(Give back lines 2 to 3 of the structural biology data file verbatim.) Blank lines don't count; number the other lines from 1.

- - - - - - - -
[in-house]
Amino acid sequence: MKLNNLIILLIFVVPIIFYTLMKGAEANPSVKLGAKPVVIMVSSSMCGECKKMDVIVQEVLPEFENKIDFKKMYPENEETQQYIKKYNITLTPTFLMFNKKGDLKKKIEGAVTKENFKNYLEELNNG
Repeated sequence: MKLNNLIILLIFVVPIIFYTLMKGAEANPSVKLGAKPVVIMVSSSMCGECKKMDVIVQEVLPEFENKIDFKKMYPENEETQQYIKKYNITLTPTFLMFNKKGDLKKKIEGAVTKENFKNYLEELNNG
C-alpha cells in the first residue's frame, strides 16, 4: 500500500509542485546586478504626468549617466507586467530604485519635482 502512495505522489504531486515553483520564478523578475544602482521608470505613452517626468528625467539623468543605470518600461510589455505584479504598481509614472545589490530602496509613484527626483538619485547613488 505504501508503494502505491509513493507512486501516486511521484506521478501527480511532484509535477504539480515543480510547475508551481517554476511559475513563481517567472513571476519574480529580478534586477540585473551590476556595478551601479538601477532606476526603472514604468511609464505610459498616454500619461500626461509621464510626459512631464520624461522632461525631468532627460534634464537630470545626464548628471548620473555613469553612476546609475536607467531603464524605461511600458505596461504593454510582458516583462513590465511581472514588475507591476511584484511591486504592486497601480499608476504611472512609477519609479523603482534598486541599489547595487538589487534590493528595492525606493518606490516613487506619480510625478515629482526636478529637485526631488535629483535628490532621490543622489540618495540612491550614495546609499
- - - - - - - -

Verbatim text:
Amino acid sequence: MKLNNLIILLIFVVPIIFYTLMKGAEANPSVKLGAKPVVIMVSSSMCGECKKMDVIVQEVLPEFENKIDFKKMYPENEETQQYIKKYNITLTPTFLMFNKKGDLKKKIEGAVTKENFKNYLEELNNG
Repeated sequence: MKLNNLIILLIFVVPIIFYTLMKGAEANPSVKLGAKPVVIMVSSSMCGECKKMDVIVQEVLPEFENKIDFKKMYPENEETQQYIKKYNITLTPTFLMFNKKGDLKKKIEGAVTKENFKNYLEELNNG